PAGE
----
By now, the February trials and tribulations of the CTA crowd are well documented.
For quite some time, folks had been warning that systematic strategies were running high exposure and could be vulnerable to forced de-risking in the event market conditions were to suddenly deteriorate and that’s precisely what happened in early February.
On February 8, we asked if CTAs (which have become the market bogeyman par excellence over the past several years) might have just suffered one of their worst 5-day drawdowns in history.
According to BofAML, CTAs and risk parity were forced to offload some $200 billion in equity exposure thanks to the harrowing declines that began to materialize in the week leading up to the February 2 AHE beat, declines that accelerated following that print, and ultimately spilled over on Monday, February 5, when the dreaded VIX ETP rebalance risk was realized leading directly to the most dramatic VIX spike on record.
Fast forward two weeks and JPMorgan’s Nikolaos Panigirtzoglou asked whether CTAs were facing an existential crisis. To wit:
But the most recent underperformance during February is more problematic for the CTA universe because it casts doubt on the idea that Quant funds such as CTAs exhibit higher convexity and lower beta during market corrections. In other words, it casts doubts on the idea that during market corrections, Quant funds such as CTAs tend to outperform as their drawdowns are contained. In fact, the opposite happened during February’s correction. In our mind, February’s correction shows that CTAs can become victims of even modest profit taking when momentum or trend following signals become too strong and momentum positions become too crowded.
Well if you thought the pain was acute for the trend followers, consider what happened to AI funds. Here’s what Panigirtzoglou wrote in his latest note, out Friday:
Systematic fund unwinding was not only confined to CTAs and Risk Parity funds. Artificial Intelligence (AI) funds also slumped in February as revealed by the monthly Eurekahedge AI index which performed even worse than CTAs. This index went down by 7.3% the worst monthly decline since the index began in 2011.
AI funds are exactly what they sound like – that is, they’re hedge funds that try and leverage (figuratively and literally) artificial intelligence and machine learning in the course of attempting to, as Panigirtzoglou puts it, “predict and/or adapt more quickly to market trends.”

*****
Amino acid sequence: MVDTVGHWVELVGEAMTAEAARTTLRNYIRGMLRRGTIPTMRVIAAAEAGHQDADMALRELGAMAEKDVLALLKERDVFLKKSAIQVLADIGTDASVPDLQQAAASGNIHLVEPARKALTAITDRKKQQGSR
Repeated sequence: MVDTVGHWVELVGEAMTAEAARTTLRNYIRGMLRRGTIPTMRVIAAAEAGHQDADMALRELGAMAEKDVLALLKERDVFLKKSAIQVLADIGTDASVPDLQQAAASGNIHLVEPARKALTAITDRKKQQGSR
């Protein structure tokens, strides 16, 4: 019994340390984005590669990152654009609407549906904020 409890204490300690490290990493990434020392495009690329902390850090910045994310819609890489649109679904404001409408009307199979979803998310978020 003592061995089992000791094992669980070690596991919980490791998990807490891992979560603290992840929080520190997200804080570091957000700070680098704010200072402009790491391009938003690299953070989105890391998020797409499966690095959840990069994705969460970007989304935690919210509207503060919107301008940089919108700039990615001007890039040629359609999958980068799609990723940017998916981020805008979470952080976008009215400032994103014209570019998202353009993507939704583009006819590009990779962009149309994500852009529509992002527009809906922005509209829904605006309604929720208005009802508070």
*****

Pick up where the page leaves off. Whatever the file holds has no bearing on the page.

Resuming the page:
Well clearly, Sophia didn’t do a particularly good job “predicting and/or adapting” in February or if “she” did, that “adaptation” involved forced selling, which just serves to underscore the notion that quant funds may be dangerous.
Which reminds me of something I tweeted on February 19:
this is fucking awesome. now you'll be able to have a robot overseeing your smart beta ETFs.
"it's a factor rotation!!! sell Sophia!!! sell!!!!"
— Walter White (@heisenbergrpt) February 20, 2018
Panigirtzoglou goes on to ask three questions. To wit:
- Have AI funds also played a big role in February’s de-risking?
- Have the strategies AI funds typically employ become more crowded over time?
- Have their strategies become more correlated with those strategies employed by other systematic funds such as CTAs and risk parity funds?
Spoiler alert: yes, yes, and (probably) yes.
While JPMorgan admits they can’t definitively answer the first question, Panigirtzoglou nevertheless notes that in his mind (where there is real as opposed to artificial, intelligence) “the significant underperformance of AI funds during February, surpassing in magnitude even that of CTAs” is suggestive that AI funds were at least partially to blame.
As far as the second question goes, the preponderance of AI strategies points to “yes” and as far as the third question, well, here’s a correlation chart between AI funds and risk parity and between AI funds and CTAs:
So there you go. If you’re still looking to point fingers for what happened in early February, here’s a possible scapegoat: